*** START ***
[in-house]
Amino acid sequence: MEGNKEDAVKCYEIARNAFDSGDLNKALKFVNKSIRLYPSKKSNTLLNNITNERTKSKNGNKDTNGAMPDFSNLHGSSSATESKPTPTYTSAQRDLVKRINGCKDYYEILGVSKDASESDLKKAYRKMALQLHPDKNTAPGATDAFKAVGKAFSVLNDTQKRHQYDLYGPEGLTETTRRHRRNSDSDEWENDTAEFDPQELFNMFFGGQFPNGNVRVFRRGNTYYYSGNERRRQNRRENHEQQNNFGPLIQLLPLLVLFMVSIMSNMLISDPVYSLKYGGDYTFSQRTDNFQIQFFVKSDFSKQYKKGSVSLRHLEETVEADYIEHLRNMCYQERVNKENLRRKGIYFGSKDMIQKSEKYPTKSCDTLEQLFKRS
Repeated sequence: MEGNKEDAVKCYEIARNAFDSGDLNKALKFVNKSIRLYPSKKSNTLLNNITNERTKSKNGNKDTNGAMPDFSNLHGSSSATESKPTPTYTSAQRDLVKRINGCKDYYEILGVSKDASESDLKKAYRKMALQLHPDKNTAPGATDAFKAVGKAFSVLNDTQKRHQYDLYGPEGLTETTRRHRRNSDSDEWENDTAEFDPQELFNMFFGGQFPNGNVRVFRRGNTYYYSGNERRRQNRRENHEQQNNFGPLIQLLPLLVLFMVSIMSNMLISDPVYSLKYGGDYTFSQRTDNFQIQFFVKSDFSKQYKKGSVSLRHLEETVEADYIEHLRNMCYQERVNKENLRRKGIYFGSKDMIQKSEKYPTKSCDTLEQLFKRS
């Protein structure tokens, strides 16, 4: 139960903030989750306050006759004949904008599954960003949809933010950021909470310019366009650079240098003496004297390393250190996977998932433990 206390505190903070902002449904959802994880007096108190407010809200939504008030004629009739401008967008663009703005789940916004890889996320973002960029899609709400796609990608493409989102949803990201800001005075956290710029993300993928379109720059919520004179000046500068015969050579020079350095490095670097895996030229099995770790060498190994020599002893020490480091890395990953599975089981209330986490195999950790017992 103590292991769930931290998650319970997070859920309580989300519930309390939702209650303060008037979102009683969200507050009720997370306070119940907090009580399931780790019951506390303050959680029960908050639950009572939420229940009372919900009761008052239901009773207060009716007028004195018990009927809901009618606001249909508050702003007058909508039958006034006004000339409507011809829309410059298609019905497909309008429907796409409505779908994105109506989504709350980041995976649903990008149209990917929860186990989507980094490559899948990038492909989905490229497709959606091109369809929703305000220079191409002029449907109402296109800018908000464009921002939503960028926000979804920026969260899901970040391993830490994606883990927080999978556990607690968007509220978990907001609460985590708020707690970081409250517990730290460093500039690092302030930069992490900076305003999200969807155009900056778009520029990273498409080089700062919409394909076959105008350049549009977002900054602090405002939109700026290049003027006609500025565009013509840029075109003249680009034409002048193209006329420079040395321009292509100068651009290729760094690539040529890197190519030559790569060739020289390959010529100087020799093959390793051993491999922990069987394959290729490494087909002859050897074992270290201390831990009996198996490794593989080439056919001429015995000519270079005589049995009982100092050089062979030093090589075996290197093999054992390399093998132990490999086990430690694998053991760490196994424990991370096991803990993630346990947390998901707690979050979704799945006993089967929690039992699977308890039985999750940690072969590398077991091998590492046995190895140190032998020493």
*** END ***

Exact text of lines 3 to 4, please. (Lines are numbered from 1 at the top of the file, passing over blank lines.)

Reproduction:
Repeated sequence: MEGNKEDAVKCYEIARNAFDSGDLNKALKFVNKSIRLYPSKKSNTLLNNITNERTKSKNGNKDTNGAMPDFSNLHGSSSATESKPTPTYTSAQRDLVKRINGCKDYYEILGVSKDASESDLKKAYRKMALQLHPDKNTAPGATDAFKAVGKAFSVLNDTQKRHQYDLYGPEGLTETTRRHRRNSDSDEWENDTAEFDPQELFNMFFGGQFPNGNVRVFRRGNTYYYSGNERRRQNRRENHEQQNNFGPLIQLLPLLVLFMVSIMSNMLISDPVYSLKYGGDYTFSQRTDNFQIQFFVKSDFSKQYKKGSVSLRHLEETVEADYIEHLRNMCYQERVNKENLRRKGIYFGSKDMIQKSEKYPTKSCDTLEQLFKRS
């Protein structure tokens, strides 16, 4: 139960903030989750306050006759004949904008599954960003949809933010950021909470310019366009650079240098003496004297390393250190996977998932433990 206390505190903070902002449904959802994880007096108190407010809200939504008030004629009739401008967008663009703005789940916004890889996320973002960029899609709400796609990608493409989102949803990201800001005075956290710029993300993928379109720059919520004179000046500068015969050579020079350095490095670097895996030229099995770790060498190994020599002893020490480091890395990953599975089981209330986490195999950790017992 103590292991769930931290998650319970997070859920309580989300519930309390939702209650303060008037979102009683969200507050009720997370306070119940907090009580399931780790019951506390303050959680029960908050639950009572939420229940009372919900009761008052239901009773207060009716007028004195018990009927809901009618606001249909508050702003007058909508039958006034006004000339409507011809829309410059298609019905497909309008429907796409409505779908994105109506989504709350980041995976649903990008149209990917929860186990989507980094490559899948990038492909989905490229497709959606091109369809929703305000220079191409002029449907109402296109800018908000464009921002939503960028926000979804920026969260899901970040391993830490994606883990927080999978556990607690968007509220978990907001609460985590708020707690970081409250517990730290460093500039690092302030930069992490900076305003999200969807155009900056778009520029990273498409080089700062919409394909076959105008350049549009977002900054602090405002939109700026290049003027006609500025565009013509840029075109003249680009034409002048193209006329420079040395321009292509100068651009290729760094690539040529890197190519030559790569060739020289390959010529100087020799093959390793051993491999922990069987394959290729490494087909002859050897074992270290201390831990009996198996490794593989080439056919001429015995000519270079005589049995009982100092050089062979030093090589075996290197093999054992390399093998132990490999086990430690694998053991760490196994424990991370096991803990993630346990947390998901707690979050979704799945006993089967929690039992699977308890039985999750940690072969590398077991091998590492046995190895140190032998020493």